Friday, September 23, 2011

Through the Royal Botanic Gardens Edinburgh

A few words and more images of the Royal Botanic Gardens, Edinburgh,
taken August 31, 2011...

A welcoming path

Striking colors

Female monkey puzzle tree

Click here: Araucaria araucana
Male monkey puzzle tree
(as identified by docent)

Pretty in purple-pink

Endangered plant bed

No snacking here

Poppy and ...I thought this pollinator looked different 
from most of those I see in the US Pacific Northwest.

Pretty poppies against a lovely sky that day

Example of cover crops or green manures

Rather formal lines, no?

Bright, bold colors

More splashes of color coordinated

Glass house--look at the top right.
Do you see the palm that has almost outgrown its space?
The docent said it may be moving next year.

Where fish swim and gunnera grow

Eryngium giganteum
Click here to read more about how it came to be known as
Miss Willmott's Ghost.

Sea of Crocosmia 'lucifer', looking as if reaching towards something,
or just blowing in the wind.

First of the fall bulbs shining brightly.

And I wanted to throw in this image because 
I thought it was a perfect example of perfect pruning cuts.

Pruning...the perfect segue...
to explain that for this post
I've drastically pruned down the number of images displayed 
compared with the number I took at the Gardens.
I know. You're shocked, right?
Okay, maybe not!
So, fair warning! Don't be surprised if more pop up in a future post.

Until next time! 
Happy Autumn in the Northern Hemisphere
and Happy Spring to those in the Southern!


Wednesday, September 21, 2011

Wordless Wednesday - arriving at Oz

Was it a dream?
Or was it really Oz?

For more Wordless Wednesday images from across the globe, click here.


Saturday, September 17, 2011

Edinburgh Botanical Gardens - Garden Art

The Royal Botanic Garden Edinburgh was pure joy to visit. 
There was a fundraiser exhibit going on when I was there, 
and it included sculptures (one of which was in my previous post)
of endangered species. 

The sculptures were designed, decorated, adorned with artistic flair and touches, 
by various artists to help awareness about endangered species
and to raise money via high profile 
100% of the net proceeds go directly to conservation programs.
Here are a few of those sculptures, which fascinated young and old alike.
Click on the images to see more detail.

Below are two sculptures done by another artist, whose work was on display.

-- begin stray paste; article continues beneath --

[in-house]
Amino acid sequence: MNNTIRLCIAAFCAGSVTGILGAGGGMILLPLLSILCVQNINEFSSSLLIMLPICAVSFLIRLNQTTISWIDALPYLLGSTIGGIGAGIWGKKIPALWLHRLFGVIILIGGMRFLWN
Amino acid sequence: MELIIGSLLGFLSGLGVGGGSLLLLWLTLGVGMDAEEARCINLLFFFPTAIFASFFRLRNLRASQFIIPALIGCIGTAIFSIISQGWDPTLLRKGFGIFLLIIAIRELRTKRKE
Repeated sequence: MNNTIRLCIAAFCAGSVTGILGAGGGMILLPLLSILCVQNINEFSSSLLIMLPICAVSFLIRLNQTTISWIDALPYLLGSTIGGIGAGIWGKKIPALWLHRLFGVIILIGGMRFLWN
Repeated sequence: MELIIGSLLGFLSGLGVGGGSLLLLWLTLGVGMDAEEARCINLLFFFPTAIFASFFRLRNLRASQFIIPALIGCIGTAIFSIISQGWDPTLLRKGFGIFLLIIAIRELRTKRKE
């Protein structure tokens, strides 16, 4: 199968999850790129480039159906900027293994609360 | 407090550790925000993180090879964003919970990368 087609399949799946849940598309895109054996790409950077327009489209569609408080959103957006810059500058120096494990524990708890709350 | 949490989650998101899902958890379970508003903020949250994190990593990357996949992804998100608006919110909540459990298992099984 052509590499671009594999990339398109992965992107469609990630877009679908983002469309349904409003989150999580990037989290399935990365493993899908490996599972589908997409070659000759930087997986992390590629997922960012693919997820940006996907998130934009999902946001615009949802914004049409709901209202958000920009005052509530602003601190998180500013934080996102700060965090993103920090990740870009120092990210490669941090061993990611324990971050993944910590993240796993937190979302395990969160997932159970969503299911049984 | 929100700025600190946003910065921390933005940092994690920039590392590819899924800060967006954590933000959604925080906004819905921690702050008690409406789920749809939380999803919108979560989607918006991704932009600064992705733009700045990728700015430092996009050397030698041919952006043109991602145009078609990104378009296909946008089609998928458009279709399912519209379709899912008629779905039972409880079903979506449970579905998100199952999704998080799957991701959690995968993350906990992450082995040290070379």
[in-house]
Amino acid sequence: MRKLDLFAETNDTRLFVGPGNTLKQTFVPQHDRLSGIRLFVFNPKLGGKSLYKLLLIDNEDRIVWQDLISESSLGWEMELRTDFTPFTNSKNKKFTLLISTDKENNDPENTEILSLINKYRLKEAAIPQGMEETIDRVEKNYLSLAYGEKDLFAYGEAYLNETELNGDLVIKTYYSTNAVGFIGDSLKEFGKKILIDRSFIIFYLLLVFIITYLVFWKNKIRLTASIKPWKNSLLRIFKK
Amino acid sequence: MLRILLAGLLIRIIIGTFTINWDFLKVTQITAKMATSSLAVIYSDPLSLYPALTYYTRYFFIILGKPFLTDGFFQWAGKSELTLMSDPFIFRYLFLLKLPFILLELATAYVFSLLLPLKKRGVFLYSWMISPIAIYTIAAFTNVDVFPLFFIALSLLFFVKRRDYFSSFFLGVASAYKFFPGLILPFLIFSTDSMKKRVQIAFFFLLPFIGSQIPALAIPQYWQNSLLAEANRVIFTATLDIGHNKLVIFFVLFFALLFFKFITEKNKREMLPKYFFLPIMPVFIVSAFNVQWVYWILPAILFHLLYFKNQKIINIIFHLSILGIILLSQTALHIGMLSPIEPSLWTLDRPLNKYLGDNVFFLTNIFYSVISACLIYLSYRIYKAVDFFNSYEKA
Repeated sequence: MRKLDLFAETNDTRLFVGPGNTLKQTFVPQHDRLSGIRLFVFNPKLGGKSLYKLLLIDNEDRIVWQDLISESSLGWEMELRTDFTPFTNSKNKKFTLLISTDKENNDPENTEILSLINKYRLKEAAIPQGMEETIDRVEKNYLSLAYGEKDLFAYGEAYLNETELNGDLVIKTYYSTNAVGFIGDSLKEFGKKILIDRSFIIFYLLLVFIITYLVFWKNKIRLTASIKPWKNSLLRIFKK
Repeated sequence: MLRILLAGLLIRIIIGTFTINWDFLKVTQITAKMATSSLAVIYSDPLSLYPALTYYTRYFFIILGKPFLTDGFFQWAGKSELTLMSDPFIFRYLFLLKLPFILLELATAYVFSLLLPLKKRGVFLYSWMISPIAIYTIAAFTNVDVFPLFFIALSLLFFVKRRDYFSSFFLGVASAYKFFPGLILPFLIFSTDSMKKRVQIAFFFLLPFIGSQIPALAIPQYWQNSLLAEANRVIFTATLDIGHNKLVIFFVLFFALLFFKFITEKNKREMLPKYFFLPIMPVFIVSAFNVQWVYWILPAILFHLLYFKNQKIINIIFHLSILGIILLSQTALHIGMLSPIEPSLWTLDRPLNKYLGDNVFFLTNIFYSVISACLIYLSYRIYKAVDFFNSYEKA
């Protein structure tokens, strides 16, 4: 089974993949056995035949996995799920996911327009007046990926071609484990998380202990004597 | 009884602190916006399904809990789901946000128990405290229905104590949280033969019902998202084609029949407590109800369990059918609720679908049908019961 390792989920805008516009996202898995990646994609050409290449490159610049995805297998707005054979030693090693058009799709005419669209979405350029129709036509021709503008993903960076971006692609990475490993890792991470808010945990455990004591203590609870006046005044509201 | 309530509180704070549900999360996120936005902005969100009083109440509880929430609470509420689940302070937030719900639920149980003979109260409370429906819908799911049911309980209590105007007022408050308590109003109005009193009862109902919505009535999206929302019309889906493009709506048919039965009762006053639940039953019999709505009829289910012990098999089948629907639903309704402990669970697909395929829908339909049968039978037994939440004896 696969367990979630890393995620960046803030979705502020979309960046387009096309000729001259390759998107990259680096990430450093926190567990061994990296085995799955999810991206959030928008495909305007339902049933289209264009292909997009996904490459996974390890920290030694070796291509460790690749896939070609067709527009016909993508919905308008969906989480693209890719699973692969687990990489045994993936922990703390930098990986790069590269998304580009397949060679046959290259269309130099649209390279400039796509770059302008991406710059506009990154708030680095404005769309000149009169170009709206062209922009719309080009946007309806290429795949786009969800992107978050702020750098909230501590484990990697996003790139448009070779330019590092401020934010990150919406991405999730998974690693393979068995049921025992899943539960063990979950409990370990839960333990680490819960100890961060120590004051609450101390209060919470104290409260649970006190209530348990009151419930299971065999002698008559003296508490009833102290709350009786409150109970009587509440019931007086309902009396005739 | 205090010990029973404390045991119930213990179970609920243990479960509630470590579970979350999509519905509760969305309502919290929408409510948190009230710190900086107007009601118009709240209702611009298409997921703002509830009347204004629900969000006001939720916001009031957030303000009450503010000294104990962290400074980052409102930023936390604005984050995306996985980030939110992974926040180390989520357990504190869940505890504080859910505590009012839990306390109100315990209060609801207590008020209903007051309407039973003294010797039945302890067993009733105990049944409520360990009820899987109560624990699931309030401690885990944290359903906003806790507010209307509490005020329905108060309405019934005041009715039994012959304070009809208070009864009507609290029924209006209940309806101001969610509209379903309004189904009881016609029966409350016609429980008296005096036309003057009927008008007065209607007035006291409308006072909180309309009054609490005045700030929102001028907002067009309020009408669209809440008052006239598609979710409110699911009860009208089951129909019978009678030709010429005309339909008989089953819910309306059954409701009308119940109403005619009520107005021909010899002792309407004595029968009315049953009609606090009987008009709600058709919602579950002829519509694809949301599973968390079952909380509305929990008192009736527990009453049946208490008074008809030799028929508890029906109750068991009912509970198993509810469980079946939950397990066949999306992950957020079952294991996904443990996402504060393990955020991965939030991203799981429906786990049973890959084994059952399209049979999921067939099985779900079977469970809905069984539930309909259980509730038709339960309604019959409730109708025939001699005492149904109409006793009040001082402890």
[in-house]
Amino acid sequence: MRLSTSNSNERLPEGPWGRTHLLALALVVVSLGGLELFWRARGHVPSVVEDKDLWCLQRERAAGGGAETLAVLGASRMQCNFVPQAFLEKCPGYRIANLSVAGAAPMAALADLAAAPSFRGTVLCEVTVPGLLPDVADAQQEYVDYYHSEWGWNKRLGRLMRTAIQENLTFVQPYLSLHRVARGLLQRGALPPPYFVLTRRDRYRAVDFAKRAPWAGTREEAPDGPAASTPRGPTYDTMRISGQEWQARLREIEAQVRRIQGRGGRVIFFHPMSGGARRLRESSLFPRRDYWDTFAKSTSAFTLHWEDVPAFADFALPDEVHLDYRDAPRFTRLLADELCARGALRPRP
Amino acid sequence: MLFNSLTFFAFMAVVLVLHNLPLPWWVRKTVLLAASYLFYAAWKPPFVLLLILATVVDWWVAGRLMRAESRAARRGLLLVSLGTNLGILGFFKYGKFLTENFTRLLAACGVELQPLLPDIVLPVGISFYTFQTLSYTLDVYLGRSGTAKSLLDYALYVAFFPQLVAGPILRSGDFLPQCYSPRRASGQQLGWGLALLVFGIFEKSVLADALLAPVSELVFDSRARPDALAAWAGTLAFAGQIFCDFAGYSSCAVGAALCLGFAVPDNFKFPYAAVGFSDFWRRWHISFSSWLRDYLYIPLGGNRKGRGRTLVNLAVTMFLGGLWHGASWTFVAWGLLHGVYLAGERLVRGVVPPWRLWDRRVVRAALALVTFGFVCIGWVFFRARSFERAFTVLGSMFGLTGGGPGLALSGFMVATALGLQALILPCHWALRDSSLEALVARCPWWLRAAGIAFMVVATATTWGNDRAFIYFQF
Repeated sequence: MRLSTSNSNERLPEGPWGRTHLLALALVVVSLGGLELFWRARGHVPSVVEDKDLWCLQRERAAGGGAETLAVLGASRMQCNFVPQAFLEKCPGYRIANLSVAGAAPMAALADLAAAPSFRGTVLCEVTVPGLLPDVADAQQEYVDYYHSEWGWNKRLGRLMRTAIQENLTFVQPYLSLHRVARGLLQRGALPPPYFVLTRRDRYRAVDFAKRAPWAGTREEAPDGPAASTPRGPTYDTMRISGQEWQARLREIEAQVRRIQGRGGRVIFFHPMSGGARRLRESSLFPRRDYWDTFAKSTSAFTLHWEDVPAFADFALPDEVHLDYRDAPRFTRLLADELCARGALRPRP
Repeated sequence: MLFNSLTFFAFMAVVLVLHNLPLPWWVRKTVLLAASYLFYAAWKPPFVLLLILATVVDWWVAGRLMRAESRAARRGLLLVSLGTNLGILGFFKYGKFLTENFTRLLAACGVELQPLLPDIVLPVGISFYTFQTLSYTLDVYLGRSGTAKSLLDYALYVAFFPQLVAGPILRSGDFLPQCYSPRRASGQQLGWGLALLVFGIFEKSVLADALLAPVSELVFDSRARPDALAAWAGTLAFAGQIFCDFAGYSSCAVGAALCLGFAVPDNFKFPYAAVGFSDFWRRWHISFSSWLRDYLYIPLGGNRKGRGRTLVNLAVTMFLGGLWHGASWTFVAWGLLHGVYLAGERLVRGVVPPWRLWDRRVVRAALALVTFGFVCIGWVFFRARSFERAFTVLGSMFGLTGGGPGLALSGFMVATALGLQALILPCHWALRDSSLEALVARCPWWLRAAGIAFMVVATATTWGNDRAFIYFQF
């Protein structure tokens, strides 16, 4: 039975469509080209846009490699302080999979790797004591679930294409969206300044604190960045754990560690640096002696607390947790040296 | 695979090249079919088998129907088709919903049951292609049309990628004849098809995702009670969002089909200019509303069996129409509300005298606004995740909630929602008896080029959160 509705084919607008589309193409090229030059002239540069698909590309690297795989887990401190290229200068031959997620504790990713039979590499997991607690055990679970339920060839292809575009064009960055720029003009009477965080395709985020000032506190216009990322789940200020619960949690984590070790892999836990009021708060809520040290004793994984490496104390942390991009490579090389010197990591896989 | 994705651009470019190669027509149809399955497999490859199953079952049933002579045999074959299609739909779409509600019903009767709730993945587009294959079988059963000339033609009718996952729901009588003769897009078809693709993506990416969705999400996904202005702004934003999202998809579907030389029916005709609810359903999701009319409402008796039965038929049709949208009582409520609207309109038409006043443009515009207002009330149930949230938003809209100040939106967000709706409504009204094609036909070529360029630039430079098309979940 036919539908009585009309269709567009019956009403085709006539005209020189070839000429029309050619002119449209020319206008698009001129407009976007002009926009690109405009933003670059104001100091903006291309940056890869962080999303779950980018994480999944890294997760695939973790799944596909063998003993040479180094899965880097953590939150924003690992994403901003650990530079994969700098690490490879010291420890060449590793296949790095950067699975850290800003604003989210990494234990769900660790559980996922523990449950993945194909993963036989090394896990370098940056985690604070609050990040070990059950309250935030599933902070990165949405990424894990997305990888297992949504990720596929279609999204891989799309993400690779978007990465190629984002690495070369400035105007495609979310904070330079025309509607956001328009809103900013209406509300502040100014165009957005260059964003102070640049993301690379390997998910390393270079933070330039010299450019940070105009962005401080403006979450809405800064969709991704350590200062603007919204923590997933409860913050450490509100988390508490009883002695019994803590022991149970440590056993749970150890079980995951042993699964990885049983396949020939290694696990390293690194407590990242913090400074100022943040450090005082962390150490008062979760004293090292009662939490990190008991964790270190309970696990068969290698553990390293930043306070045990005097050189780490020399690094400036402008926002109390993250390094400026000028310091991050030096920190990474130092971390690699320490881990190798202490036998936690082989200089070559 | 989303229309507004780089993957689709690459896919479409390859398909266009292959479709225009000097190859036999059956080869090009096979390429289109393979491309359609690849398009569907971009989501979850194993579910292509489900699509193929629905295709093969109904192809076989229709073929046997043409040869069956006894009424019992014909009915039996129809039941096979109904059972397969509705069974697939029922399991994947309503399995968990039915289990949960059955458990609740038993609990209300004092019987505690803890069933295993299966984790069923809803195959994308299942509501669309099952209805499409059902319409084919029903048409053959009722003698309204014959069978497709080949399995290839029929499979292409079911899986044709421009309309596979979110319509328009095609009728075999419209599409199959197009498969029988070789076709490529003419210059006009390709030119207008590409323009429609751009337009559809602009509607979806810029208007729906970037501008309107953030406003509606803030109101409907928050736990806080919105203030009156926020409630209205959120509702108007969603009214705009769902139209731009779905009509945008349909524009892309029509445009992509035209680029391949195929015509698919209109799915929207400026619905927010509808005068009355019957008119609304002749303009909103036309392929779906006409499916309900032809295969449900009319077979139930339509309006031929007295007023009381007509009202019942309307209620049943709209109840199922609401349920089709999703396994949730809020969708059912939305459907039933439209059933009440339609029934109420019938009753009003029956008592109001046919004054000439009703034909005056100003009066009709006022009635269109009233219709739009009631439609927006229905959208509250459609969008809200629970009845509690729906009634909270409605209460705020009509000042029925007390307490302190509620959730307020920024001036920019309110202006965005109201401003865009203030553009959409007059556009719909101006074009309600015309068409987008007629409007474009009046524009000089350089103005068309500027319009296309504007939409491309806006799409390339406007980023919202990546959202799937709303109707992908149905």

These pieces were not part of the upcoming WWF auction events.

I looked online to see if they had the name of the artist, but I could not find the info on the website. 
Update: A kind volunteer at the Gardens wrote me that the artist's name is Thomas Houseago.


In the Queen Mother's Memorial Garden, there is a stone Pavilion. 
Inside, the walls are lined with shells and stones
that school children collected from the Scottish coast.

The ceiling is made up of cones from conifers 
all over the world where the Queen Mother visited.

And there is a simply lovely dedication plaque.

Should you get tired from walking the nearly 70 acres of grounds, there are plenty of places to sit. Even the benches were tastefully, artistically designed.

The foyer of the main entry building was eco-friendly 
and built with plants and people in mind.

The stairway was made of sustainable wood, 
and the ceiling baffles (the green thing at the top of the image) 
were designed based on the tissue appearance 
of a cross-section of a dissected plant.

Here's a better view...

Thanks for sharing this walk through the garden art 
at the Royal Botanical Gardens, Edinburgh.
Next time, instead of seeing plant cross-section-inspired designs, 
we'll see plants in garden designs!


Wednesday, September 14, 2011

Wordless Wednesday - Walkers Shortbread

Click here to see more Wordless Wednesday posts from around the world.


P.S. More about this sculpture display in my post on 9/17/2011.

Wednesday, September 7, 2011

Wordless Wednesday - Edinburgh Relaxing

Click on the image to see more detail

Click here for more Wordless Wednesday around the globe.


Monday, September 5, 2011


I just returned from a fantastically fun trip to Edinburgh Scotland.
I took about a million images,
so I will whittle them down to a reasonable number to share with you.

Welcome to the Edinburgh Fringe Festival.

and to St Giles Cathedral

Inside St Giles Cathedral

Fringe street performer
outside St Giles Cathedral

Rapt crowd observing...

The grand finale!

Fringe act drumming up business

After walking the Fringe, 
it was time to catch a 360-degree view of the city from Calton Hill.

 Columns on Calton Hill

Calton Hill from hotel roof

Plenty more to come, including the
 incredible Edinburgh Botanical Gardens.
In the meantime, please enjoy this blend of bagpipes and rock and roll:

Until next time,